If the consumers do splurge, they will be handing most economists a bit of a surprise. Most professional forecasters and practitioners of the dismal science are convinced that the recent decline in house prices will dampen consumers' willingness to spend. Todd Lavieri, CEO of Archstone Consulting, predicts that sales this season will top last year's by only a modest 3 percent, in part because of the effect of the decline in the housing sector and in part because this will be "a line extension Christmas," with no new blockbuster products to tempt the so-called early adapters.
Whatever the sales total turns out to be, traditional department stores are likely to regain some market share, especially if apparel sales (especially of jeans and sweaters) grow as expected. Wal-Mart is struggling to top last year's performance, while Nordstrom's, Neiman Marcus, and Macy's have gotten their stores smarted up and their offerings more in line with what consumers want to buy.
When Rosy has had her twirl around the shops, Goldilocks might take over. Start with this: the Bill & Melinda Gates Foundation revealed in last week's SEC filing that it has taken positions in seven home-building companies, including WCI Communities, a small builder active in the weak Florida condominium market. This puts the Gateses in line with two-thirds of the economists surveyed by the Wall Street Journal. They agree with former Federal Reserve Board chairman Alan Greenspan that the worst is over for housing, or soon will be, and that the run-down in inventories, lower prices, and strong demographic trends portend a snap-back sometime in 2007.
That would do a great deal to make the White House forecast of 2.9 percent growth prove a bit too pessimistic. With Fed chairman Ben Bernanke apparently satisfied that the economy has slowed sufficiently to make further interest rate increases unnecessary, and a softening dollar spurring exports, the table is set for Goldilocks to experience an economy that is not too cold, not too hot, but just right.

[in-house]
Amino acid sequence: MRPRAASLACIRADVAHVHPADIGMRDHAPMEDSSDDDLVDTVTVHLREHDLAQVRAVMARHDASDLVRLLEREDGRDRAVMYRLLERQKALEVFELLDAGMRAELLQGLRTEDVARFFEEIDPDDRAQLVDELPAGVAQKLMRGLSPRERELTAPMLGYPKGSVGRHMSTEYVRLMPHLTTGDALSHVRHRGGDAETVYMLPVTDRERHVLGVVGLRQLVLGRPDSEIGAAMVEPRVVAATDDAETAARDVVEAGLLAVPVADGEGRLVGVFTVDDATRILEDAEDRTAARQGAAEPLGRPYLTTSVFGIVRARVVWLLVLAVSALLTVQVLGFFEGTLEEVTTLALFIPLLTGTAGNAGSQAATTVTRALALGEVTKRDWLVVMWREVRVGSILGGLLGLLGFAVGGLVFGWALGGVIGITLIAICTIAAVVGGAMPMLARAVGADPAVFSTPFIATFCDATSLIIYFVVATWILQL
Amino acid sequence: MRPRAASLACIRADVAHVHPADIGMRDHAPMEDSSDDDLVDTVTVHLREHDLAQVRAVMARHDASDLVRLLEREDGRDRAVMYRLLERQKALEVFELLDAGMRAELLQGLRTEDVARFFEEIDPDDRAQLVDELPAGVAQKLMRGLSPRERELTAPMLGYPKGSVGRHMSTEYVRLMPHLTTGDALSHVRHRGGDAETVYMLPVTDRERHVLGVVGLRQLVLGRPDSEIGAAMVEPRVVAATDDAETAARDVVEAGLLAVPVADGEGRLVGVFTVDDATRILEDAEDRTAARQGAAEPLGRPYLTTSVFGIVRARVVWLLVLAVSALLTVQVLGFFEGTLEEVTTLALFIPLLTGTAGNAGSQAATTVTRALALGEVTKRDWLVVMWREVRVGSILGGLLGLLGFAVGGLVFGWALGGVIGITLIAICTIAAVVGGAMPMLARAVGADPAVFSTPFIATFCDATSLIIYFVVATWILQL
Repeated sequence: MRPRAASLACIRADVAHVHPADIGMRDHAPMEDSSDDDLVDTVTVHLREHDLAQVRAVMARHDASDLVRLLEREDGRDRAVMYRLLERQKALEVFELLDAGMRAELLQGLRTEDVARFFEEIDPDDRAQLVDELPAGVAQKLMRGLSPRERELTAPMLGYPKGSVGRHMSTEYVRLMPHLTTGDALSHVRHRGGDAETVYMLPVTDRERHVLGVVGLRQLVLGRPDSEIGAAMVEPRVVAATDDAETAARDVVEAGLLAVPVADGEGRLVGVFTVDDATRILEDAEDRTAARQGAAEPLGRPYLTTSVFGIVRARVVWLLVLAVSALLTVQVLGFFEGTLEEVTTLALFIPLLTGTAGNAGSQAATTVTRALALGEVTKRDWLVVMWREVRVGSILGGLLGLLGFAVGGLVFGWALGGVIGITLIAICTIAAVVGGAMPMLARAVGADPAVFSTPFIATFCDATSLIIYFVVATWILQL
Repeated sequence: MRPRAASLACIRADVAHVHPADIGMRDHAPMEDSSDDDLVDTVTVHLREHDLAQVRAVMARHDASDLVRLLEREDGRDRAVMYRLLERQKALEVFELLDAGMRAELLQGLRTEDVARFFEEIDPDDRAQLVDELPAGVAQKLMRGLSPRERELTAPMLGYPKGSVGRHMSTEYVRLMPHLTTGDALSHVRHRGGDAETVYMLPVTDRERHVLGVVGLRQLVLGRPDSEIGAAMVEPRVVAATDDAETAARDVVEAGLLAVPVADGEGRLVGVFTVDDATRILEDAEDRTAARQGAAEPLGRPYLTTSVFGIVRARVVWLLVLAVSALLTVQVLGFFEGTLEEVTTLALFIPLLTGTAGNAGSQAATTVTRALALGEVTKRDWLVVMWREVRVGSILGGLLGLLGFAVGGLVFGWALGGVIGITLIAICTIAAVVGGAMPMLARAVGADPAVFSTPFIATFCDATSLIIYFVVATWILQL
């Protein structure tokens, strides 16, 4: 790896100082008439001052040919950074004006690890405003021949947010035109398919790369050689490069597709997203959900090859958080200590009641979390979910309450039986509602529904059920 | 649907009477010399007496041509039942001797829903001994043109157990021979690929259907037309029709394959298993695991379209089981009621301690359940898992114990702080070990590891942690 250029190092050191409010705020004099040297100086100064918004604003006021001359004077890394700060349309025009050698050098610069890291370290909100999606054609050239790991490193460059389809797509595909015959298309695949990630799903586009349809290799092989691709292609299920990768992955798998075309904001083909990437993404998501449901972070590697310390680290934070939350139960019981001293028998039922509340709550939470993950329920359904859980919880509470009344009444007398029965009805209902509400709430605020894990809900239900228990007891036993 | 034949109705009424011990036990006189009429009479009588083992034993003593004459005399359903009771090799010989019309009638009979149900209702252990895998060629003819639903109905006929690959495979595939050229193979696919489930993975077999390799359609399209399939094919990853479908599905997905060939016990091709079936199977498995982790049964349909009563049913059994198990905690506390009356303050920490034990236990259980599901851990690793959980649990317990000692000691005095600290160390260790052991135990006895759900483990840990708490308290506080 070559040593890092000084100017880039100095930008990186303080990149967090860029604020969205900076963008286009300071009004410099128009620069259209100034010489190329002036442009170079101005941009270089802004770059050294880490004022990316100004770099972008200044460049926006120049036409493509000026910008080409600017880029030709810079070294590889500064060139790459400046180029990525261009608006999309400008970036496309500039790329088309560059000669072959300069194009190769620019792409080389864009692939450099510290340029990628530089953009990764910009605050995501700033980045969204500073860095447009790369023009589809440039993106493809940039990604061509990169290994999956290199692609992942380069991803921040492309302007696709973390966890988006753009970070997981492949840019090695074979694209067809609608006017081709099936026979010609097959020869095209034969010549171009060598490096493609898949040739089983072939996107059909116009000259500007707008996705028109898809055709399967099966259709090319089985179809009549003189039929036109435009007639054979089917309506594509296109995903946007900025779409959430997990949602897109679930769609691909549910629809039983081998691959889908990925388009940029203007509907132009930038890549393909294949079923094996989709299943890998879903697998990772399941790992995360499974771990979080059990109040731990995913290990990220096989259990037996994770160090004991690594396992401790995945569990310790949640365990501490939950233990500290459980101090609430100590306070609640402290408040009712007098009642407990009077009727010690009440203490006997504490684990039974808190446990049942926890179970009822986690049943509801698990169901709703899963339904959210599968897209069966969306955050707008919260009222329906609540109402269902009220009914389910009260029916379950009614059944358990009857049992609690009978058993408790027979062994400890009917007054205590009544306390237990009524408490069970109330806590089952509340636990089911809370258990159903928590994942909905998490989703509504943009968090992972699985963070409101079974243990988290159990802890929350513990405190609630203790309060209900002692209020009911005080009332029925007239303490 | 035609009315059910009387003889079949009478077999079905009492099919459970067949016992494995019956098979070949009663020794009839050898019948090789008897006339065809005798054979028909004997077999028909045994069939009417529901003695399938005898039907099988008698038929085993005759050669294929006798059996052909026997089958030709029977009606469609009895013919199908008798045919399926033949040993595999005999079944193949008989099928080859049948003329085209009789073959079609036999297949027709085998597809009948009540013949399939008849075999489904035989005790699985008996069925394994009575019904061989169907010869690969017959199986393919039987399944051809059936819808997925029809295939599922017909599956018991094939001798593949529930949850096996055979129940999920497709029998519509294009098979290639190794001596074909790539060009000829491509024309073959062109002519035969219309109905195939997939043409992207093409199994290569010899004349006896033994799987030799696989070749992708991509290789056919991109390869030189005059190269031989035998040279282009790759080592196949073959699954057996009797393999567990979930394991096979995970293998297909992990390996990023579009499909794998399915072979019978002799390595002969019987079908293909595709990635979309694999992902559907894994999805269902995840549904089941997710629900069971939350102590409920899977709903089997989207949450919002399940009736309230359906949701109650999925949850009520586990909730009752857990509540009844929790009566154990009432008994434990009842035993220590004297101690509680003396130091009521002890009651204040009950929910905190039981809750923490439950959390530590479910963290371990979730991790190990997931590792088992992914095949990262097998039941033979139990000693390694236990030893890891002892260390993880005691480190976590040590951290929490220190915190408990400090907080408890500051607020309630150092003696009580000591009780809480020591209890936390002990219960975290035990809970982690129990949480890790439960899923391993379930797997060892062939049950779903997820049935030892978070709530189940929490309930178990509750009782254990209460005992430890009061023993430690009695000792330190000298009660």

There is more good news. Rob Portman, the former U.S. Trade representative who was promoted by the president to run the important Office of Management and Budget, was so eager to get the administration's story out that he had me around for a lunch of fruit salad, data, and charts. The charts show that the nation's fiscal position is rather stronger than most analysts realize: the federal budget deficit will fall below 2 percent in 2006, and decline after a 2007 blip to under 1 percent. Portman is also optimistic that the president will be able to head off the new protectionist pressures likely to come from a Democratic Congress and that Bush's growth-inducing tax cuts, which Portman emphasizes have increased the portion of total individual income taxes paid by the top 5 percent of earners, will survive the new Congress.
No sunny economic outlook is ever entirely free of clouds, of course. Higher spending for Iraq will put pressure on the budget and deficit; OPEC might decide to cut output enough to drive crude prices back closer to $70 if the U.S. economy, and with it oil demand, start to grow rapidly; a dollar collapse might force the Fed to raise interest rates.
But for the moment, 'tis the season to be jolly.
Irwin M. Stelzer is director of economic policy studies at the Hudson Institute, a columnist for the Sunday Times (London), a contributing editor to The Weekly Standard, and a contributing writer to The Daily Standard.